Gone of the days of TomTom purely being a car GPS system. Now TomTom is powering the tech behind Apple Maps, and has successfully branched out into sports gear – hence this review of the TomTom Spark Cardio – Running, music and optical HR, what more could you want?
TomTom Spark Cardio + Music GPS Watch Review
To kick off, I think it’s very important to pigeon-hole the TomTom Spark Cardio correctly. TomTom describes the Spark as a multi-sport watch, in fact at it’s core is a great running watch, with a few other tricks. Hence why in some markets it is also listed as the TomTom Runner 2. I say primarily, as like other similar mid-range devices, it does also cover basic cycling functionality, but that is more of an addon, rather than a core features
The TomTom Spark Cardio is an interesting design. Whilst it looks like a regular watch, it’s more of a device which is then held onto your wrist with a strap.
Dont mistake me, it’s a nice unit, especially with some of the loud colours you can get from TomTom for the straps, it’s just that without the strap the TomTom Spark looks a little odd
You get used to seeing the shape of the actual watch module, as just like the FitBit Blaze you must entirely remove the device from it’s strap in order to charge it.
I’m not particularly a fan of having to keep removing a device from the strap in order to charge, as I get a little concerned about wear and tear over time. Never the less, the charger is a sort of clip/slot type affair, which you plug the sharper end of the TomTom into.
You can get the TomTom/charge combo does stand up a bit like a Pokemon whilst you are waiting for it to charge. But as the screen will only show you battery percentage, it’s not really worth the balancing effort
Rather than opt for buttons on the side of the watch, or a touch screen, TomTom has opted for a joystick style approach to navigation. Frankly it looks a little odd, and when the watch is out of the strap its a little awkward to use,
However when the Spark is on your wrist it’s a surprising effective way of getting around, especially how the software adapts the menu as you do different activities
The strap on the TomTom Spark Cardio is frankly interesting you have SIX lots of pegs designed to keep the watch in place on your arm. Four in the actual buckle, and two on the end of the strap to keep it tight to your side. An interesting but again very effective way of keeping the watch secure.
There is nothing about the design of the TomTom Spark Cardio which you can say is a simple copy from another manufacturer, this is all original TomTom Design
Optical HR sensor
TomTom have changed from their previous optical HR sensor manufacturer (Mio) to LifeQ for the TomTom Spark Cardio. I would be very interested to see if there was anything beyond a price saving for the cheaper LifeQ sensor.
So I’ve mainly been testing the TomTom Spark Cardio when running whilst doing a parallel test with the Garmin VivoActive HR, which gives an excellent comparison, price and performance-wise to then compare optical HR recordings with.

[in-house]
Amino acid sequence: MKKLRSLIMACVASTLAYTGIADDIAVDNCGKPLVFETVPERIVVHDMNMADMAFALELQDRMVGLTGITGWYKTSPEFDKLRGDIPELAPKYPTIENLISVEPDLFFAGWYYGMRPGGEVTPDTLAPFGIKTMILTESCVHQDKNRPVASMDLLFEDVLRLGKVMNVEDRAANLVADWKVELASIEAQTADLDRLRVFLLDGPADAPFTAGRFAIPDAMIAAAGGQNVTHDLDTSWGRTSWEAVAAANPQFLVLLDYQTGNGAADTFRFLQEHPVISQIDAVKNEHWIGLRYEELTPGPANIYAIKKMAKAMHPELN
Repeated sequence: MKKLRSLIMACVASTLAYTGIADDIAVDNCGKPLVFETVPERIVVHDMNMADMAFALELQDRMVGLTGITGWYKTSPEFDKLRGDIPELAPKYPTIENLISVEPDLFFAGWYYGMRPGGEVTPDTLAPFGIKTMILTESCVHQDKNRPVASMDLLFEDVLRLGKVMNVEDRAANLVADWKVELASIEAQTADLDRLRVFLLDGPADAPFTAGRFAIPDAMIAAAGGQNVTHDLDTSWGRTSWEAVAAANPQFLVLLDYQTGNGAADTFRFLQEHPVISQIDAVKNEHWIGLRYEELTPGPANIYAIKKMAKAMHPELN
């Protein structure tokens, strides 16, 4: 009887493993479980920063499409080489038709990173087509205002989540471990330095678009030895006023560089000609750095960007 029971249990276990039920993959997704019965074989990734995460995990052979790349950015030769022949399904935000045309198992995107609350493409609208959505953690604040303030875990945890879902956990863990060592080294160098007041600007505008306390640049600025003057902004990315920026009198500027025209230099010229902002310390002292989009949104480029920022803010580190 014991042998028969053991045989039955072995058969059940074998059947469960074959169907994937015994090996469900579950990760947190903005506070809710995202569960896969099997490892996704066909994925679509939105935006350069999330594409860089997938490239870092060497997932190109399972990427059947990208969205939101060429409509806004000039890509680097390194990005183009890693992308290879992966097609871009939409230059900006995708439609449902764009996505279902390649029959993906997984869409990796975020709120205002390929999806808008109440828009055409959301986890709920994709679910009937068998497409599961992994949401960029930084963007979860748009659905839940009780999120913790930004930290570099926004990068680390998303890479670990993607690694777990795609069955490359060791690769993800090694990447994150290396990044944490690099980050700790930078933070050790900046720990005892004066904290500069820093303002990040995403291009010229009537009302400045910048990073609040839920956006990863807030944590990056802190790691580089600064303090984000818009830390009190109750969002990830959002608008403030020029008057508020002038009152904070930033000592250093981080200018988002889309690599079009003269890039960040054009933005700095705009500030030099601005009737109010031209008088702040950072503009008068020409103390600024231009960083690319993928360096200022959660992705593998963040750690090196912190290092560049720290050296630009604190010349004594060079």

One thing I don’t like straight away with the LifeQ sensor is that it feels very exposed. I you run your finger over the sensor, it almost feels a little rough, making me wonder how thick the protective coating is and what the longevity is likely to be. Minor point, but certainly something to think about!
A lot of the sensors we’ve seen used on Polar, Garmin and Mio devices use yellow or green LED’s to see the blood in your capillaries. It is very interesting to see the red and LEDS on LifeQ’s unit
- Battery life:
- Activity tracking: up to 3 weeks,
- GPS: up to 11 hours,
- GPS + Heart Rate + Music: up to 5 hours
- Display size:22×25 mm
- Display resolution:144×168
- Thickness: 13.7 mm
- Communication: Bluetooth Smart
- Waterproofing: 5ATM – so happy to swim and snorkle down to 40m depth
- Storage: 3GB
- Music Playback: Plays MP3 and AAC formats.
- Activity tracker measurements: Steps, active minutes, distance, calories burnt and sleep
Using the TomTom Spark Cardio
One thing I found with the TomTom Spark is that the wording of “up to” 5 hours of battery life with GPS and music is crucial to pay attention to.
Basically you need to charge after an activity, otherwise you’ll go back to using it as a watch and find it dead in a couple of days time.
Hence when you first get the TomTom Spark, it’s vital to give it a good charge – preferable via the computer as the charge cable also allows you to download the latest firm wear and then GPS QuickFix data.
GPS QuickFix. There is a good one! Now regardless of having uploaded the latest QuickFix data to the TomTom Spark, that data is only valid for a few days, and even so requires up to a minute of waiting before the watch realises where it is.
If you dont have access to the internet for a QuickFix data update if you are travelling its better to go back to the Days of Yore, where you start the TomTom Spark Cardio searching for a GPS fix whilst you get yourself ready for the run/activity.
- Running outdoors
- Running Treadmill – i.e. GPS switched off
- Indoor cycling
I initially felt that including music on the TomTom Spark Cardio was gimmicky at best. But when I actually thought about it, it does make so much sense, making me wonder why more companies don’t do it.
If you think about it for a second, most people are carrying their phone with the on a run, and frequently that would be used solely as a music playback device. Admittedly many people may also be using their phone as a communications in case they have a problem, but I’ll confess, I do enjoy going for a run without any attachments at times, and the review period I’ve had with the TomTom Spark Cardio has let me do that more easily!
Although it would be interesting to find out exactly how much of the bulk on the TomTom Spark Cardio is due to the Mp3 playback? Given the form factor is unchanged from models without MP3 payback, that’s either efficient case design, or in reality doesn’t have much impact on the device size
To get your music on the simply plus the watch in, and dump the music into the playlist folders when you open the watch in USB modeThe benefit of having to plug in to upload the MP3’s is there is no need for additional software if you are using a friends computer, whilst on your own computer it allows chance to ensure that the TomTom Spark Cardio is using the latest firmware.
Yes pure OTA updates are better, but at least there is an additional reason here you may be plugging your TomTom Spark Cardio into a computer more often. When your tunes have been loaded to the Spark, you then need to pair your BlueTooth headphones (Which if you dont already have, TomTom will happily sell you a branded pair!) Thankfully this is a very simple procedure, just park your headphones in pairing mode, and let the TomTom go looking